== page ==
Data Protection Commission
The Data Protection Commission is an independent statutory body established under the Data Protection Act, 2012 (Act 843). The objective of the commission is to protect the privacy and personal data of the individual by regulating the processing of personal information; and to provide the process to obtain, hold, use, or disclose personal information.
The functions of the Commission are to keep and maintain the data protection register; implement and monitor compliance with the provisions of the Act and make the administrative arrangements it considers appropriate for the discharge of its duties. The Commission can also investigate any complaint under the Data Protection Act and determine it in the manner the Commission considers fair.
Data Protection Register
The Data Protection Act has established a register of data controllers known as the Data Protection Register. By the provisions of the Act, all data controllers shall register with the Commission.
A data controller means a person, company, institution, or organisation who either alone, jointly with other persons or in common with other persons or as a statutory duty determines the purposes and how personal data is processed or is to be processed.
A data controller shall apply to the Commission for inclusion in the Register. Where a data controller intends to keep personal data for two or more purposes, the Commission shall make separate entries for each purpose in the Register.
The Commission shall register an applicant if the applicant has satisfied the conditions required for registration and provide the successful applicant with a certificate of registration.
A person who fails to register as a data controller but processes personal data commits an offence and is liable on summary conviction to a fine of not more than two hundred and fifty penalty units or a term of imprisonment of not more than two years or to both.
Recent Updates on Defaulting Organisations
On the 26th of January 2022 at a Data Protection Conference, the Executive Director of the Data Protection Commission, Patricia Adusei-Poku stated that the Commission is set to begin the prosecution of Data Controllers that have refused to register with the Commission or renew their data protection licences.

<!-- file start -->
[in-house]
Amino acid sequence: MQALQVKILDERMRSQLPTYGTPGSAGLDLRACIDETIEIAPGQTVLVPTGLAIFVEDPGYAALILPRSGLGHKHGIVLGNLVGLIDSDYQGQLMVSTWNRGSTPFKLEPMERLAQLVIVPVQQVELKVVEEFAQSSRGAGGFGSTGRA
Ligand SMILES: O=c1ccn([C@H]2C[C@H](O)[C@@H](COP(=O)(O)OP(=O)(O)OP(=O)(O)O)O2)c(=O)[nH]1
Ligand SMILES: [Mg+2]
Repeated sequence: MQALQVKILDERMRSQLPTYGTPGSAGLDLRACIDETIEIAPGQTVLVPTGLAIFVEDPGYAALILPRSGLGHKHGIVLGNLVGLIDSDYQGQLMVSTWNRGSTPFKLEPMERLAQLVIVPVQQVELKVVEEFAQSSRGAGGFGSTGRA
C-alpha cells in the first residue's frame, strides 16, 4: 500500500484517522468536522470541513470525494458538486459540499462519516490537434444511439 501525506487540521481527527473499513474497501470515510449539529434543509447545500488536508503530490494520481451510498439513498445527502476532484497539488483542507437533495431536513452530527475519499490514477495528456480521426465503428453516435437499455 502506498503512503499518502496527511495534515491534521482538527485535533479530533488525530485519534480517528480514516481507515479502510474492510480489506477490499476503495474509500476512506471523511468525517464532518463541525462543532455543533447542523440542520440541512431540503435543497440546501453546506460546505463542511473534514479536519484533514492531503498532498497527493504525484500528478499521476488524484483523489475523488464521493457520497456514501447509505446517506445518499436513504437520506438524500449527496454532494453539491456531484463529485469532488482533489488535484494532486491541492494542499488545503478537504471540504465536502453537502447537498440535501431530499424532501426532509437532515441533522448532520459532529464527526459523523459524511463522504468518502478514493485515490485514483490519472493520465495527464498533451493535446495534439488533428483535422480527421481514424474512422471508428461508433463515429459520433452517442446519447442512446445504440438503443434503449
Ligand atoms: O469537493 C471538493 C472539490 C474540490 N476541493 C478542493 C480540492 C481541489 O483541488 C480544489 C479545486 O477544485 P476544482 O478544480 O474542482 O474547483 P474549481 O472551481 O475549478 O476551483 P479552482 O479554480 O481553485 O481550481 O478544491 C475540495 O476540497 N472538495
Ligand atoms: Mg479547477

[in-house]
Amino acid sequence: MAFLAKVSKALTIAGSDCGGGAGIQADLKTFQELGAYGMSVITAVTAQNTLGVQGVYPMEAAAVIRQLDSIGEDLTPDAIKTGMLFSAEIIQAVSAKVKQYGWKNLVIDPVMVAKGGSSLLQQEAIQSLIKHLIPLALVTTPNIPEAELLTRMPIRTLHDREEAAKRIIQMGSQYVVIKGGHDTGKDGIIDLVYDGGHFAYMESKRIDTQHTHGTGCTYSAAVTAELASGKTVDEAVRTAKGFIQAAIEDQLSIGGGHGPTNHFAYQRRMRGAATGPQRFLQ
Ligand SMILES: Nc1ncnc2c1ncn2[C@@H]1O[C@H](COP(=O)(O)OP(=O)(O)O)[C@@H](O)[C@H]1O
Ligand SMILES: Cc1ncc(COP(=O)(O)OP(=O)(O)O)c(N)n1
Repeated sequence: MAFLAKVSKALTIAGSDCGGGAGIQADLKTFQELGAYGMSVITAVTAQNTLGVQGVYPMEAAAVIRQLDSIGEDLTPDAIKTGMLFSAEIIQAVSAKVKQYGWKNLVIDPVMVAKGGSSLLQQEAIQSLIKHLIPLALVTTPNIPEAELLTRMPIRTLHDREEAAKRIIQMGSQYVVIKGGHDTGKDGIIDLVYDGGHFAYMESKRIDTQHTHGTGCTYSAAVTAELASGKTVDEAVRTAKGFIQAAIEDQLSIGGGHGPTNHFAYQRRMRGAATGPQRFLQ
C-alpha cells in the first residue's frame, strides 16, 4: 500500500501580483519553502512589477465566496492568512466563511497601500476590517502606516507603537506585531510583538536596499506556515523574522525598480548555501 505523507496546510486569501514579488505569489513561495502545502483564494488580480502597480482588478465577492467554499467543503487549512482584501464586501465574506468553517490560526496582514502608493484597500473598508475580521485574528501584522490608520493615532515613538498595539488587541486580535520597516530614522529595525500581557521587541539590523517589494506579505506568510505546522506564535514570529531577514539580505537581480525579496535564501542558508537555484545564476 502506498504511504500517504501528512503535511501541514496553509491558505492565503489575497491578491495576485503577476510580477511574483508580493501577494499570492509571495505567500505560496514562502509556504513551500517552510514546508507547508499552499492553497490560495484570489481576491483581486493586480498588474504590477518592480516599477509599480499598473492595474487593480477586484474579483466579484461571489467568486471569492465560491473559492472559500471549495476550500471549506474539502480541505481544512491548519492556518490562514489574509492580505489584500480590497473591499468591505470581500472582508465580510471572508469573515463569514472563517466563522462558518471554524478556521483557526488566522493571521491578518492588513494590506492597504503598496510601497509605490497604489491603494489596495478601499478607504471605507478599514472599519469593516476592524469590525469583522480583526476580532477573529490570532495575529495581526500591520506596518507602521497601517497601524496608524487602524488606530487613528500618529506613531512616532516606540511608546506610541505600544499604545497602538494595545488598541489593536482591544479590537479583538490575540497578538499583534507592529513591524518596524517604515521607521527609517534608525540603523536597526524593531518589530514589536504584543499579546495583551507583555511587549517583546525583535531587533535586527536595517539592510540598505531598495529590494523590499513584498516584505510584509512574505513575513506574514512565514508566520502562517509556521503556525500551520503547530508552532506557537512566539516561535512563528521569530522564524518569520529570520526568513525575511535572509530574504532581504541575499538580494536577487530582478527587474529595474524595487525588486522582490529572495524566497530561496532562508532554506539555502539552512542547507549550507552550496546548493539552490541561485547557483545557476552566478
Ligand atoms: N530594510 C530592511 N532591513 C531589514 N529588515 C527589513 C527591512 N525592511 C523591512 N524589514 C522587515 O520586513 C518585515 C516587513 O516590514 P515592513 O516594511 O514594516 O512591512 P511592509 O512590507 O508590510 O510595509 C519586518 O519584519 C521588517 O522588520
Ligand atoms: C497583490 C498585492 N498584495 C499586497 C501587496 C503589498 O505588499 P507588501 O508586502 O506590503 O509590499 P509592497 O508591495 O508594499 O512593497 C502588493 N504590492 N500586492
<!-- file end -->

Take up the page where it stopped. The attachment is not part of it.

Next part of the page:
The Data Protection Commission explained that there would be a grace period (dates not confirmed) to allow data controllers register or renew their licences.
After the grace period ends, all remaining defaulters would be served with ‘Enforcement Notices’ requiring the data controller to;
- take or refrain from taking the steps specified within the notice;
- refrain from processing any personal data or personal data of a description specified in the notice; or
- refrain from processing personal data in a manner specified in the notice.
The Data Protection Act states that a person who fails to comply with an enforcement notice commits an offence and is liable on summary conviction to a fine of not more than one hundred and fifty penalty units or to a term of imprisonment of not more than one year or to both.
In addition, the Commission is currently in talks with the Chief Justice of Ghana to create a fast-track High Court to hear Data Protection related matters. This is to aid in the quick prosecution of bodies that contravene the Data Protection Act and the requirements of the enforcement notices.
Lastly, the Commission intends to impose the hiring of data protection supervisors on companies that have breached the Data Protection Act.
A data supervisor is a person who is responsible for the monitoring of the data controller’s compliance with the provisions of the Act. The Commission shall provide the criteria for qualification to be appointed as a data protection supervisor. Thus, a person shall not be appointed as a data protection supervisor unless the person satisfies the criteria set by the Commission.
The data supervisor would be an employee of the data controller, not the Commission.